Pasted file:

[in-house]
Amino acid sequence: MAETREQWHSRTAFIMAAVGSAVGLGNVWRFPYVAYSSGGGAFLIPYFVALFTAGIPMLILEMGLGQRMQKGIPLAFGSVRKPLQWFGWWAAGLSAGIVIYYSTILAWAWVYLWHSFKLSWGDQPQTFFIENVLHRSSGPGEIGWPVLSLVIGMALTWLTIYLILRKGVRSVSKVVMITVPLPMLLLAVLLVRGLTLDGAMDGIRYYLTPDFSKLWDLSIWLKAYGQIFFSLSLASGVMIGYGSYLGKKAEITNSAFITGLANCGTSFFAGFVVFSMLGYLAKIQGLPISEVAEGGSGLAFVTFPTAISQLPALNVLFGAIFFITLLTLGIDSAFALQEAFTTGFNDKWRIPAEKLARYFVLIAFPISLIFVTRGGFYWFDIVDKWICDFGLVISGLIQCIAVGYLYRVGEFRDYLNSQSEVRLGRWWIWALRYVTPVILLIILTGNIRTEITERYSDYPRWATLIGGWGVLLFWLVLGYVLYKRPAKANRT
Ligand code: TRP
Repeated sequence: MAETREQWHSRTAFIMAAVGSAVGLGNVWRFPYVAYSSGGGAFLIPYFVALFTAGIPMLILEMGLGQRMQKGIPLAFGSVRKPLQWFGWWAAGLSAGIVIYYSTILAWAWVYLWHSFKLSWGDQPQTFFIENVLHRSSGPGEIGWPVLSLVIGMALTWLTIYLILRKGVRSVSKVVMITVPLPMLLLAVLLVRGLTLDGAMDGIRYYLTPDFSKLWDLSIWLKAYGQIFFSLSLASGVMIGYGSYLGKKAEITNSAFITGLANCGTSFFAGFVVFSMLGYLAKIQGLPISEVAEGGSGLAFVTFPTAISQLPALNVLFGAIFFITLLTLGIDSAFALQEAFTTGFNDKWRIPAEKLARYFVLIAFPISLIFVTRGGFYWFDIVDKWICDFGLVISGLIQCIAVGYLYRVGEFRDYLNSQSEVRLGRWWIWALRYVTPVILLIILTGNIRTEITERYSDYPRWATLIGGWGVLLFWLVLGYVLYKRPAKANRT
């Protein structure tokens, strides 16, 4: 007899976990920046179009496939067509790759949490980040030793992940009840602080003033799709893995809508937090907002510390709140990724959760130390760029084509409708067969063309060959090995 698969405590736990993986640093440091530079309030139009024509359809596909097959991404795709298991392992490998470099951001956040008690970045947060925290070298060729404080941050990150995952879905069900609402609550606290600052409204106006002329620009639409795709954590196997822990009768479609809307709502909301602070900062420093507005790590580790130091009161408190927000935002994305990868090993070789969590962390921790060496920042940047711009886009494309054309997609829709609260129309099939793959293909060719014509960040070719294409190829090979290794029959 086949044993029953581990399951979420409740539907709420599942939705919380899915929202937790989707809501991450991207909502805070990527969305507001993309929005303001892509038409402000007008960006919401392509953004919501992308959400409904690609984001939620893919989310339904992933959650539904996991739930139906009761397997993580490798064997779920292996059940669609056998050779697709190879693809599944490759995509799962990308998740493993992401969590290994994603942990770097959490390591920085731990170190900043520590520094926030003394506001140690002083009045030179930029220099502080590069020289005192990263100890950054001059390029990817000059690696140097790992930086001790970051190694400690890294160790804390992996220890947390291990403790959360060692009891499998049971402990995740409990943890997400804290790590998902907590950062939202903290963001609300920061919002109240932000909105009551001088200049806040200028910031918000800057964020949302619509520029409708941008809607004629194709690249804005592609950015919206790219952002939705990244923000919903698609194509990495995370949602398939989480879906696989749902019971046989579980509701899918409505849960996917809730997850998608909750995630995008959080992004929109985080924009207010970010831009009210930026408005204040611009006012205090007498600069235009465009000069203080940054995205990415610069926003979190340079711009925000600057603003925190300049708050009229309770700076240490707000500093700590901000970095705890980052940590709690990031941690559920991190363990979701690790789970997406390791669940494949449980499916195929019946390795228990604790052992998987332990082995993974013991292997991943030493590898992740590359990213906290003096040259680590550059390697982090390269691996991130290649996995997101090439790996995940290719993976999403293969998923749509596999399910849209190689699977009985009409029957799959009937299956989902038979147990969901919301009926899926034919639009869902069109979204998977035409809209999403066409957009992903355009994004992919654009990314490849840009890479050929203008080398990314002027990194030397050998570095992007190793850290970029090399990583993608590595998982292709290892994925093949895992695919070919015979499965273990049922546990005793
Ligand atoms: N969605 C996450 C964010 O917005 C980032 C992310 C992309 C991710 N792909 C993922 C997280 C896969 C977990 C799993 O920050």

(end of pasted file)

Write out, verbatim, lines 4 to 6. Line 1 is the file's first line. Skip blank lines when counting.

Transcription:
Repeated sequence: MAETREQWHSRTAFIMAAVGSAVGLGNVWRFPYVAYSSGGGAFLIPYFVALFTAGIPMLILEMGLGQRMQKGIPLAFGSVRKPLQWFGWWAAGLSAGIVIYYSTILAWAWVYLWHSFKLSWGDQPQTFFIENVLHRSSGPGEIGWPVLSLVIGMALTWLTIYLILRKGVRSVSKVVMITVPLPMLLLAVLLVRGLTLDGAMDGIRYYLTPDFSKLWDLSIWLKAYGQIFFSLSLASGVMIGYGSYLGKKAEITNSAFITGLANCGTSFFAGFVVFSMLGYLAKIQGLPISEVAEGGSGLAFVTFPTAISQLPALNVLFGAIFFITLLTLGIDSAFALQEAFTTGFNDKWRIPAEKLARYFVLIAFPISLIFVTRGGFYWFDIVDKWICDFGLVISGLIQCIAVGYLYRVGEFRDYLNSQSEVRLGRWWIWALRYVTPVILLIILTGNIRTEITERYSDYPRWATLIGGWGVLLFWLVLGYVLYKRPAKANRT
């Protein structure tokens, strides 16, 4: 007899976990920046179009496939067509790759949490980040030793992940009840602080003033799709893995809508937090907002510390709140990724959760130390760029084509409708067969063309060959090995 698969405590736990993986640093440091530079309030139009024509359809596909097959991404795709298991392992490998470099951001956040008690970045947060925290070298060729404080941050990150995952879905069900609402609550606290600052409204106006002329620009639409795709954590196997822990009768479609809307709502909301602070900062420093507005790590580790130091009161408190927000935002994305990868090993070789969590962390921790060496920042940047711009886009494309054309997609829709609260129309099939793959293909060719014509960040070719294409190829090979290794029959 086949044993029953581990399951979420409740539907709420599942939705919380899915929202937790989707809501991450991207909502805070990527969305507001993309929005303001892509038409402000007008960006919401392509953004919501992308959400409904690609984001939620893919989310339904992933959650539904996991739930139906009761397997993580490798064997779920292996059940669609056998050779697709190879693809599944490759995509799962990308998740493993992401969590290994994603942990770097959490390591920085731990170190900043520590520094926030003394506001140690002083009045030179930029220099502080590069020289005192990263100890950054001059390029990817000059690696140097790992930086001790970051190694400690890294160790804390992996220890947390291990403790959360060692009891499998049971402990995740409990943890997400804290790590998902907590950062939202903290963001609300920061919002109240932000909105009551001088200049806040200028910031918000800057964020949302619509520029409708941008809607004629194709690249804005592609950015919206790219952002939705990244923000919903698609194509990495995370949602398939989480879906696989749902019971046989579980509701899918409505849960996917809730997850998608909750995630995008959080992004929109985080924009207010970010831009009210930026408005204040611009006012205090007498600069235009465009000069203080940054995205990415610069926003979190340079711009925000600057603003925190300049708050009229309770700076240490707000500093700590901000970095705890980052940590709690990031941690559920991190363990979701690790789970997406390791669940494949449980499916195929019946390795228990604790052992998987332990082995993974013991292997991943030493590898992740590359990213906290003096040259680590550059390697982090390269691996991130290649996995997101090439790996995940290719993976999403293969998923749509596999399910849209190689699977009985009409029957799959009937299956989902038979147990969901919301009926899926034919639009869902069109979204998977035409809209999403066409957009992903355009994004992919654009990314490849840009890479050929203008080398990314002027990194030397050998570095992007190793850290970029090399990583993608590595998982292709290892994925093949895992695919070919015979499965273990049922546990005793
Ligand atoms: N969605 C996450 C964010 O917005 C980032 C992310 C992309 C991710 N792909 C993922 C997280 C896969 C977990 C799993 O920050």